To provide a more complete description of the indistinguishability a single photon source can achieve in a practical geometry, we are developing a full-wave modeling process to rigorously compute the spatial and temporal dependence of the emission of a single photon source. This allows us to more completely account for the specific layout of a single photon source and the electromagnetic propagation environment the photon is emitted into. Our approach is generally applicable to microwave or optical frequency single photon sources. We have begun testing this numerical modeling approach by analyzing a microwave single photon source that consists of a transmon qubit embedded in a coplanar waveguide cavity resonator. Our model has shown promising results that match expectations for device performance based on the experimental results achieved for a similarly designed device.
Modeled transmon-based single photon source.
Multiscale Computational Electromagnetics Methods
A surprising number of emerging quantum electromagnetic applications can be analyzed using completely classical CEM techniques. However, using these classical tools to model quantum applications requires the CEM method to perform increasingly broadband analyses of multiscale and subwavelength structures with complicated geometric features. This kind of analysis has long been a challenge for traditional CEM techniques that typically are not well-suited to modeling multiscale structures.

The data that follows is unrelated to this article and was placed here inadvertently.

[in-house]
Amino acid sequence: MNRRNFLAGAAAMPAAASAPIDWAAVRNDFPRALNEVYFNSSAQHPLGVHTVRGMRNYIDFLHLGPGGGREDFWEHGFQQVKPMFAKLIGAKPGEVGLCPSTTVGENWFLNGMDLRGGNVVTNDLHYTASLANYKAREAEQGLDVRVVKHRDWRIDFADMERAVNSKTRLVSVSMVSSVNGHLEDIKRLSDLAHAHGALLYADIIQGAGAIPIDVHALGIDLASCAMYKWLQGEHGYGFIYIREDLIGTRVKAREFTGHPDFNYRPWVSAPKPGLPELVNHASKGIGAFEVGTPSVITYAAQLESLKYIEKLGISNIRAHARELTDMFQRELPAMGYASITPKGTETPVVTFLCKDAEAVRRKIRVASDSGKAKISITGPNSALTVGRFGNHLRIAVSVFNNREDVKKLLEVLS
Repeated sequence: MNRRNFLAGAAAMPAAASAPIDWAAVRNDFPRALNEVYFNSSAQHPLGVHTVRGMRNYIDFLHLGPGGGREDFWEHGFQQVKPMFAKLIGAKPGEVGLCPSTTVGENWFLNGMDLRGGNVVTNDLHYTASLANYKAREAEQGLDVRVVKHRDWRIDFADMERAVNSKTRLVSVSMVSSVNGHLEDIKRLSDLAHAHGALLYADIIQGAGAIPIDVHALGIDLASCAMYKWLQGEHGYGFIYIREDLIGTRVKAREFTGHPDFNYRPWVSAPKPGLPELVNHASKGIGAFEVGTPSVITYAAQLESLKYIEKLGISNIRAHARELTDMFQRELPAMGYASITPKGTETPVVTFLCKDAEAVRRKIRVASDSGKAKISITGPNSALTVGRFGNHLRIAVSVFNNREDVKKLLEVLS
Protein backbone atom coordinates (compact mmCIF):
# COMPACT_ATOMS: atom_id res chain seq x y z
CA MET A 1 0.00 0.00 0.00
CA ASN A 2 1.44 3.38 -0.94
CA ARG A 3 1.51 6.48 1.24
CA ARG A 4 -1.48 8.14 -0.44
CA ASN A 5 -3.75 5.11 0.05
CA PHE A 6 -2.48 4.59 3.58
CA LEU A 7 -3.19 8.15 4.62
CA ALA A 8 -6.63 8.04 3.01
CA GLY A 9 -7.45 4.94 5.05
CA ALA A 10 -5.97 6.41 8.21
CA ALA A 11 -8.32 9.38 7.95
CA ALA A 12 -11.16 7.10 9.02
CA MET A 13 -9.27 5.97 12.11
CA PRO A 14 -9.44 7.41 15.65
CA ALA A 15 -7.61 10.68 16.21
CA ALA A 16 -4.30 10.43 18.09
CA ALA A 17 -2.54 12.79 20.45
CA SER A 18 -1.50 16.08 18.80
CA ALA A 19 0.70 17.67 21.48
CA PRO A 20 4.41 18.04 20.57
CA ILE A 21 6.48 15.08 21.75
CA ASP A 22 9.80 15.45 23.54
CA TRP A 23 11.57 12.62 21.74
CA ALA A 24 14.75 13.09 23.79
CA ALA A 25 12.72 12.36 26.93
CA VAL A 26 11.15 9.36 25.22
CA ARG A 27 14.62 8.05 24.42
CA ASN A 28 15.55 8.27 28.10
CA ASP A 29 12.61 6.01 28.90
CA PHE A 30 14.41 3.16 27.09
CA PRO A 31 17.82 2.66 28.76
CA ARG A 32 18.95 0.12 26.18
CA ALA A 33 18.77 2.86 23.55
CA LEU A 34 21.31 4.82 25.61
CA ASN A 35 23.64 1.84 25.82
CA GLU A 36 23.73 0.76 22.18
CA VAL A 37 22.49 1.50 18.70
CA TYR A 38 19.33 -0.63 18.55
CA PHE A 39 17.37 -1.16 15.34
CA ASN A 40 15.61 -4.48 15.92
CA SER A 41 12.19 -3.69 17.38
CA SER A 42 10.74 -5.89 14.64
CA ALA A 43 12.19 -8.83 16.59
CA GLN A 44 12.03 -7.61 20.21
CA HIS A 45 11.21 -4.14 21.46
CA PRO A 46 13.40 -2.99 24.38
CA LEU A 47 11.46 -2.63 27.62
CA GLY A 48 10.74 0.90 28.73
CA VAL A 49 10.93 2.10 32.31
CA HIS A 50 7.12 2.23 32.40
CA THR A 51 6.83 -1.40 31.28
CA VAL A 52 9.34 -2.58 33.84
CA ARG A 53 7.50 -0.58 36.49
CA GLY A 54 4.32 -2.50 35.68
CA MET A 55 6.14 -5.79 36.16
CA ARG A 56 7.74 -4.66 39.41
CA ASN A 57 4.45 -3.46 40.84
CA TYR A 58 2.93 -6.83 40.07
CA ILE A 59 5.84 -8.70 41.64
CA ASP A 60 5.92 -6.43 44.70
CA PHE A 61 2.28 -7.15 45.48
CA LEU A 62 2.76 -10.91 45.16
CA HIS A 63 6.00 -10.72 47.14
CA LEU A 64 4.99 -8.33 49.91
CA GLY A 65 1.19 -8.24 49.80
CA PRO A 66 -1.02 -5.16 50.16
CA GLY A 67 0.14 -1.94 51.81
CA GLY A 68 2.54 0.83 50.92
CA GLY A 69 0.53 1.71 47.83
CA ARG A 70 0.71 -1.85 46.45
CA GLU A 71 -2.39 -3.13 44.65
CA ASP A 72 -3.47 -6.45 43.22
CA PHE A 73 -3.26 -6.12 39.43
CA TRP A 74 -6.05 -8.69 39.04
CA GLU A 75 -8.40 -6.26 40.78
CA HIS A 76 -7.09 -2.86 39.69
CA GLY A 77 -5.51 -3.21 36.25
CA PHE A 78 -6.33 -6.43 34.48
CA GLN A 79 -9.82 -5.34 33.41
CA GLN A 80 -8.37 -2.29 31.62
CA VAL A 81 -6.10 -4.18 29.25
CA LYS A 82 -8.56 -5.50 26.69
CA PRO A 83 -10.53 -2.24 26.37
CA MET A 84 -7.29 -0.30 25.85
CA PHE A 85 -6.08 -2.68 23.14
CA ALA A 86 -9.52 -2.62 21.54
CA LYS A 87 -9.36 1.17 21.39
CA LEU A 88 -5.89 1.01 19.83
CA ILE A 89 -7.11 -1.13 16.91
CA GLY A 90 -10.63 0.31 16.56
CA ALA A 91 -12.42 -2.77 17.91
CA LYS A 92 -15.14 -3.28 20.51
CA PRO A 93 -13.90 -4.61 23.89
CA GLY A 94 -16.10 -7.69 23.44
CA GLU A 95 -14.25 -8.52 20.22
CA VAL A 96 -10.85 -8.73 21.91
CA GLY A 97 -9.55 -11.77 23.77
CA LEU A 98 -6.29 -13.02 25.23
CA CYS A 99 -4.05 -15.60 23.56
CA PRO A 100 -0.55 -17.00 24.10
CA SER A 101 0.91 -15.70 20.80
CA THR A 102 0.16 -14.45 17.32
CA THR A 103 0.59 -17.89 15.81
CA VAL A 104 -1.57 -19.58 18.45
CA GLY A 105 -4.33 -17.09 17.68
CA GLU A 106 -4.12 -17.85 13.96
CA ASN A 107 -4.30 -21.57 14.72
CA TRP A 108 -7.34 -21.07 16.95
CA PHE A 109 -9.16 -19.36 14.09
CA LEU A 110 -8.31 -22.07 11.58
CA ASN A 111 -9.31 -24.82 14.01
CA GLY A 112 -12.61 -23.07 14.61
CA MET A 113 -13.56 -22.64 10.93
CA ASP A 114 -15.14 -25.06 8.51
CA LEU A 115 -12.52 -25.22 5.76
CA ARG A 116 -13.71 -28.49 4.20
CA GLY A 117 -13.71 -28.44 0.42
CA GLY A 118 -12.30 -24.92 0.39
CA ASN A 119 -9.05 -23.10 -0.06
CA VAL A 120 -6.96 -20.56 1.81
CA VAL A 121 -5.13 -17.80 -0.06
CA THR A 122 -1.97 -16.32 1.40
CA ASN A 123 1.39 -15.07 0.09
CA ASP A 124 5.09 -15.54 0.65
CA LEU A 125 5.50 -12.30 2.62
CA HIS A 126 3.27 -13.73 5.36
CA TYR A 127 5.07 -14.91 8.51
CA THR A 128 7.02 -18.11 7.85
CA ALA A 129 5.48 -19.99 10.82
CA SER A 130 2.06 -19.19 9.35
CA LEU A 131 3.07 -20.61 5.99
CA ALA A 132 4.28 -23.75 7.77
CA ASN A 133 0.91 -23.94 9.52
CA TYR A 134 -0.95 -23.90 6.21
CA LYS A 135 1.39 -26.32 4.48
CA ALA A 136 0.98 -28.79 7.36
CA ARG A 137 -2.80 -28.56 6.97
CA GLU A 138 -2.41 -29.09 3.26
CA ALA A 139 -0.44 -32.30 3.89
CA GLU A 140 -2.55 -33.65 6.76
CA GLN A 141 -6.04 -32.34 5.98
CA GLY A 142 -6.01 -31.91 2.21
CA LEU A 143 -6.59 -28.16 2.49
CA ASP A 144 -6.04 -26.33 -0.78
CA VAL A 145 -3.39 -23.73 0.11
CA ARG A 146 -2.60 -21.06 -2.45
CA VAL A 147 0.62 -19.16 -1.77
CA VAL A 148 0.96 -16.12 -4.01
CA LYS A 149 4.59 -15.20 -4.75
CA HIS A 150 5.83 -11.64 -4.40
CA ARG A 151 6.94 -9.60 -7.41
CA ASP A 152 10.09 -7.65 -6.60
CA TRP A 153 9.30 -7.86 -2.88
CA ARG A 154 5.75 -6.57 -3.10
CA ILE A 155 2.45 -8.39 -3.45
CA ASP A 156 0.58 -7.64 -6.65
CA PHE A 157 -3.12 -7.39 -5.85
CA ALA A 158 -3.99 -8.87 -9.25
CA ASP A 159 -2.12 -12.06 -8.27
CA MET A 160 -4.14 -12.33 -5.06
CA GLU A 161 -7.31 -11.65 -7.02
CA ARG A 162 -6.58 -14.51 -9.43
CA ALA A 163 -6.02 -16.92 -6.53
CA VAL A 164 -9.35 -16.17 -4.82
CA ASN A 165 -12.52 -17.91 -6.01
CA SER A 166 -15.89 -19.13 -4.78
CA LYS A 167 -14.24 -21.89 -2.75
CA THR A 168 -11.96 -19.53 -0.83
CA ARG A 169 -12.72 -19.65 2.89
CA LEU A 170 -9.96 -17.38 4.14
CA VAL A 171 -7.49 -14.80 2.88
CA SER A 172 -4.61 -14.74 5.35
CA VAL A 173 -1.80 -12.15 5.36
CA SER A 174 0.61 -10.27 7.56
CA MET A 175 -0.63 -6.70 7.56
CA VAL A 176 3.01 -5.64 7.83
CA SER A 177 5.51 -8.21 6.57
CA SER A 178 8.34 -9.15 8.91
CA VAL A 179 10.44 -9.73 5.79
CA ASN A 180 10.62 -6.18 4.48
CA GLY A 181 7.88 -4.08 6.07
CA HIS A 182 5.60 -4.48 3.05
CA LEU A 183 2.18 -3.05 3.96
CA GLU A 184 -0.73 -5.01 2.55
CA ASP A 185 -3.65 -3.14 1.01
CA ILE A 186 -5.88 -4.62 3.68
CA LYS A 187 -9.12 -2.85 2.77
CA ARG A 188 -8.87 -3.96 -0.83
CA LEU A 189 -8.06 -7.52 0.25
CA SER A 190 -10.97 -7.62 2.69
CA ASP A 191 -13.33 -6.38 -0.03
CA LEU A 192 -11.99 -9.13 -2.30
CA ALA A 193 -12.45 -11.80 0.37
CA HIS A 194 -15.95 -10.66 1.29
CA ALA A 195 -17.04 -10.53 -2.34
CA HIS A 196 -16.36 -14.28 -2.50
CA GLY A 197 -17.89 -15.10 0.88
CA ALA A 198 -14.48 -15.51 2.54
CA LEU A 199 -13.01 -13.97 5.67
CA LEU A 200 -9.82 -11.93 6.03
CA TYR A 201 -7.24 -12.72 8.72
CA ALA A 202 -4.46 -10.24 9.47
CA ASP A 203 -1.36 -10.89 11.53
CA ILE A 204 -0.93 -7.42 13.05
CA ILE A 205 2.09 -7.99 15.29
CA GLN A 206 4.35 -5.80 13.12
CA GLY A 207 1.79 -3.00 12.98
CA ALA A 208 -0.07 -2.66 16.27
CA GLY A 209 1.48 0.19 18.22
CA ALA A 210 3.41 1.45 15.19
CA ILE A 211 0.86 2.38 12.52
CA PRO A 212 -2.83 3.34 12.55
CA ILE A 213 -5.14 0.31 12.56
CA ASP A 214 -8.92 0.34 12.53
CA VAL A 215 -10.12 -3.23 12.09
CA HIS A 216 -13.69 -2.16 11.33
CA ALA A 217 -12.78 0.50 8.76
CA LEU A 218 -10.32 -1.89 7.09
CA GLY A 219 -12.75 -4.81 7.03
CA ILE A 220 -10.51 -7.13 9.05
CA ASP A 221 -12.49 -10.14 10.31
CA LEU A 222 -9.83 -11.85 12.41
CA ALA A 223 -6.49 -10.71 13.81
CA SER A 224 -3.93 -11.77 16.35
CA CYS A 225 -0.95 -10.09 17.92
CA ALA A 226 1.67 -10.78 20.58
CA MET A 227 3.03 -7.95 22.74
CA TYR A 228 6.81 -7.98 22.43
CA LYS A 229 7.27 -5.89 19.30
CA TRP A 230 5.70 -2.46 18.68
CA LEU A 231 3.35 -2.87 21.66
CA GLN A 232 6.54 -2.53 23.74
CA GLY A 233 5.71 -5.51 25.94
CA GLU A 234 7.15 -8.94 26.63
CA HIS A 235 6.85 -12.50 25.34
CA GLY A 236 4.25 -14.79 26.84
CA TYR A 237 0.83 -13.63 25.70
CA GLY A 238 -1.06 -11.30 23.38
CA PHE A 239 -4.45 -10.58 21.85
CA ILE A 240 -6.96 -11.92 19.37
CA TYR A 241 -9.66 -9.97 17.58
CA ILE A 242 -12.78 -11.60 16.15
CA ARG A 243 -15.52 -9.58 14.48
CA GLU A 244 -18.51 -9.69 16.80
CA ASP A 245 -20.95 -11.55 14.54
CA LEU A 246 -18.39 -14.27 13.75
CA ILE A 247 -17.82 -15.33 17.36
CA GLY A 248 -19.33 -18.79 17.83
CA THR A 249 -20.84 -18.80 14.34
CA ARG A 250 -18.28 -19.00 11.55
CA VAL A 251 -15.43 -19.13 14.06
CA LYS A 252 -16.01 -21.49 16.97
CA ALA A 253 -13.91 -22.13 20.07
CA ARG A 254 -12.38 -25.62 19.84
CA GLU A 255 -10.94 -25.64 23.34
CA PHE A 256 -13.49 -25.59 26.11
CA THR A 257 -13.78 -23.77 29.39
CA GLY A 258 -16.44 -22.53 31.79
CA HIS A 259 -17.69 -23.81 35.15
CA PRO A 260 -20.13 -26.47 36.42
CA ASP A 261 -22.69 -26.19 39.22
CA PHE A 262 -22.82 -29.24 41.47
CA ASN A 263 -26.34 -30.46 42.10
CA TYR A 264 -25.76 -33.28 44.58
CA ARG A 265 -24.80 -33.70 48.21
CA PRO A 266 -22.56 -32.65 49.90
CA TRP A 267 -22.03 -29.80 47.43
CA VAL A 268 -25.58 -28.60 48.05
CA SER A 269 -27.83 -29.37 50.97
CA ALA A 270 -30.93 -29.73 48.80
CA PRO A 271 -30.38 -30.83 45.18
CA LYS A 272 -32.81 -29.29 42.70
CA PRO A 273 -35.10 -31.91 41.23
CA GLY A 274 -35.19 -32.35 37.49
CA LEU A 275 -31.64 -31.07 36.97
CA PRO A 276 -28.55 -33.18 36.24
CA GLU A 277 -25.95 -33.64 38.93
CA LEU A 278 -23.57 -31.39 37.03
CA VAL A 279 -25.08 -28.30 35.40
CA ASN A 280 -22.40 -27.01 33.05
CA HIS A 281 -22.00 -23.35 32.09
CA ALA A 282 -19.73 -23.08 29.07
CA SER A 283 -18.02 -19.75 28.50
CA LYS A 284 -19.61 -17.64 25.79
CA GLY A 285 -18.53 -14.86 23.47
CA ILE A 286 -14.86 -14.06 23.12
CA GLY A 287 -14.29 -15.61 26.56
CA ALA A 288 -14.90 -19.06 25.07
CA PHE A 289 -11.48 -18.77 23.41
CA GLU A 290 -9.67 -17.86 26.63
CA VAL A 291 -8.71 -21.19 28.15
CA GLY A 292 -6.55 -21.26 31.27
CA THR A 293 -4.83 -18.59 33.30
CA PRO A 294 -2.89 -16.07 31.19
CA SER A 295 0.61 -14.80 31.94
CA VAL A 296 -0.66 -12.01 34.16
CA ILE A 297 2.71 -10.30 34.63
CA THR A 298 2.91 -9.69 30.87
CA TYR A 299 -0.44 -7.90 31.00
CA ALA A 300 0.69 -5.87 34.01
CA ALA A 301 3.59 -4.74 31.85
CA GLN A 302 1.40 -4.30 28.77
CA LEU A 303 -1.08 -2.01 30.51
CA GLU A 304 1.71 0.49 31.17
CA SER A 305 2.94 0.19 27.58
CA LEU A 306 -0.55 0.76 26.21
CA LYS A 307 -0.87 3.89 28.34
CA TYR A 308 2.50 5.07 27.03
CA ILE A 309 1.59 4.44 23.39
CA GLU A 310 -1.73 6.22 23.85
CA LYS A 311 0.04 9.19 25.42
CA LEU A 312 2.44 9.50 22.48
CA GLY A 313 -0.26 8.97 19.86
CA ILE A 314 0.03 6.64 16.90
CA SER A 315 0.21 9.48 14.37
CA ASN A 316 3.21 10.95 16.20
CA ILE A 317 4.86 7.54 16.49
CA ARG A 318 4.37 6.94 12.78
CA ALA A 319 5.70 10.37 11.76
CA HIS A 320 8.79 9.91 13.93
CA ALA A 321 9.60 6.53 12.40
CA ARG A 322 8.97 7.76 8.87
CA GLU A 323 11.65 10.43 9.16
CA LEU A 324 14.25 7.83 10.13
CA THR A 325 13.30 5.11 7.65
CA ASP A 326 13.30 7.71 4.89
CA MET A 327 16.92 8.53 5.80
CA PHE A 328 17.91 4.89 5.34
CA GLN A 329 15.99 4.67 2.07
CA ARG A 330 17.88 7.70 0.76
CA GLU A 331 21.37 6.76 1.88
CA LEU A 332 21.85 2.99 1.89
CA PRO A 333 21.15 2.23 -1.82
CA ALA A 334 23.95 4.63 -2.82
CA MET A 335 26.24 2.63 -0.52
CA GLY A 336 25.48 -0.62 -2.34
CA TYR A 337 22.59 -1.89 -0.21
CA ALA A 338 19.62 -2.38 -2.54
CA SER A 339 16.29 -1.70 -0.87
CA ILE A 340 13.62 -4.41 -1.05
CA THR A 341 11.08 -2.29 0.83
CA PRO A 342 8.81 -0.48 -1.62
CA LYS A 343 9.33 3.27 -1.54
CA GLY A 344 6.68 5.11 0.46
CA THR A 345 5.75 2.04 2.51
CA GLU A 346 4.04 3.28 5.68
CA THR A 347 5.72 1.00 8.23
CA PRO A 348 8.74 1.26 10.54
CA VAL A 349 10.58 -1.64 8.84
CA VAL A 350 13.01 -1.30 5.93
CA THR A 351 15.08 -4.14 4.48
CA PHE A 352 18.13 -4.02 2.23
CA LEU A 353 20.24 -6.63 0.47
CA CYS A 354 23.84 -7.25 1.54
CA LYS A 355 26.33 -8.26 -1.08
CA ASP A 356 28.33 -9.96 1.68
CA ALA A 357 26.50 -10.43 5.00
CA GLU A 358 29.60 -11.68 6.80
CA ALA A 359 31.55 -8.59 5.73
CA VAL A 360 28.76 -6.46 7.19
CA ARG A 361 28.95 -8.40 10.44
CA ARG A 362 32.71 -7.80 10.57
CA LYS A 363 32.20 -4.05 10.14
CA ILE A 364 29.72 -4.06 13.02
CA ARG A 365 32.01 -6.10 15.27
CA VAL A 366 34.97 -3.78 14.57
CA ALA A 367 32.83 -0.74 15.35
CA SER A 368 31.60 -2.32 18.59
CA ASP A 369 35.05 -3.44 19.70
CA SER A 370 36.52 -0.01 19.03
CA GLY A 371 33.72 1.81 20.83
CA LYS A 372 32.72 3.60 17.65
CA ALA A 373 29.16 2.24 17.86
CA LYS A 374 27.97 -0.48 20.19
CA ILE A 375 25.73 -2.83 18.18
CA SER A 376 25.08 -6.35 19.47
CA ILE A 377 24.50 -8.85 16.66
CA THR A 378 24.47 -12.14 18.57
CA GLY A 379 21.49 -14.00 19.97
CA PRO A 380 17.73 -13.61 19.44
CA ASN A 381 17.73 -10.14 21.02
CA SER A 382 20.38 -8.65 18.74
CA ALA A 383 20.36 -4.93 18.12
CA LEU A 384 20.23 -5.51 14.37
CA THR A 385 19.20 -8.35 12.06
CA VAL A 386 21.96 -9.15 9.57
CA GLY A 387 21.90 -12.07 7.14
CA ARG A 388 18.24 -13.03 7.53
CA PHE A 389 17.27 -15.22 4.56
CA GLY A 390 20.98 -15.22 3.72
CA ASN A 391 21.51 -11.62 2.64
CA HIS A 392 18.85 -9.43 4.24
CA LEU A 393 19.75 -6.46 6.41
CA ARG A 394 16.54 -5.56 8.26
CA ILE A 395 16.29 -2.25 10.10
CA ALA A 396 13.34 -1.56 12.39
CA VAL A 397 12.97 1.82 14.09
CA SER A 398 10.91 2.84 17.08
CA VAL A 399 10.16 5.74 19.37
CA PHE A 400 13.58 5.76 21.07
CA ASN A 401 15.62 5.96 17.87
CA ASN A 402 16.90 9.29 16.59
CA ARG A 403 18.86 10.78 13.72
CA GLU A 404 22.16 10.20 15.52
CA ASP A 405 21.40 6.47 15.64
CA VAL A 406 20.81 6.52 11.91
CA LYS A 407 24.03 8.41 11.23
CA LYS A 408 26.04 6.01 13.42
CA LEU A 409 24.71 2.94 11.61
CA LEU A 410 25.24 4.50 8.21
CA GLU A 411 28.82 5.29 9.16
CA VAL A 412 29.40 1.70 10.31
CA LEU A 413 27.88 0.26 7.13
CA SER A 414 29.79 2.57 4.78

We have recently developed novel time domain integral equation solvers formulated in terms of the magnetic vector and electric scalar potentials. Our work has shown that potential-based methods can greatly outperform traditional approaches that describe the physics in terms of electric and magnetic fields when analyzing multiscale geometries. We are continuing to mature these techniques by making them applicable to a wider range of materials and by developing efficient preconditioners that can be used in accelerating the solution of practical multiscale systems. We are also engaged in extending these concepts to other methods, such as differential equation solvers like the finite element method.
Results from a multiscale time domain integral equation method. Arrows show the solved for current on the geometry and the coloring is proportional to the charge density on the geometry.